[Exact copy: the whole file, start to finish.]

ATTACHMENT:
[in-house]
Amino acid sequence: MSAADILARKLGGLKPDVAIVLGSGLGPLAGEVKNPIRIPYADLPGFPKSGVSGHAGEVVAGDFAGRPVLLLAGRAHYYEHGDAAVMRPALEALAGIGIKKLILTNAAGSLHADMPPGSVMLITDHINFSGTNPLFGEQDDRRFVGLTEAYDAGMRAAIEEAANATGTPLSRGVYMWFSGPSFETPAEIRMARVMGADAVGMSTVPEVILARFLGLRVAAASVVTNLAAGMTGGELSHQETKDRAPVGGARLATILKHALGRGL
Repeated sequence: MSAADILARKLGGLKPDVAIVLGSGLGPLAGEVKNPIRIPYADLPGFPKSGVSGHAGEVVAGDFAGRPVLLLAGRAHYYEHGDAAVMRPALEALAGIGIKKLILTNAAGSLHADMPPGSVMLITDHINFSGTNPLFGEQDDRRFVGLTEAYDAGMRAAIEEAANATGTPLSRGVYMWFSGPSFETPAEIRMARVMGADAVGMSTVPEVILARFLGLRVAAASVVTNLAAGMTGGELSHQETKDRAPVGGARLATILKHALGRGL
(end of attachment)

[in-house]
Amino acid sequence: MSAADILARKLGGLKPDVAIVLGSGLGPLAGEVKNPIRIPYADLPGFPKSGVSGHAGEVVAGDFAGRPVLLLAGRAHYYEHGDAAVMRPALEALAGIGIKKLILTNAAGSLHADMPPGSVMLITDHINFSGTNPLFGEQDDRRFVGLTEAYDAGMRAAIEEAANATGTPLSRGVYMWFSGPSFETPAEIRMARVMGADAVGMSTVPEVILARFLGLRVAAASVVTNLAAGMTGGELSHQETKDRAPVGGARLATILKHALGRGL
Repeated sequence: MSAADILARKLGGLKPDVAIVLGSGLGPLAGEVKNPIRIPYADLPGFPKSGVSGHAGEVVAGDFAGRPVLLLAGRAHYYEHGDAAVMRPALEALAGIGIKKLILTNAAGSLHADMPPGSVMLITDHINFSGTNPLFGEQDDRRFVGLTEAYDAGMRAAIEEAANATGTPLSRGVYMWFSGPSFETPAEIRMARVMGADAVGMSTVPEVILARFLGLRVAAASVVTNLAAGMTGGELSHQETKDRAPVGGARLATILKHALGRGL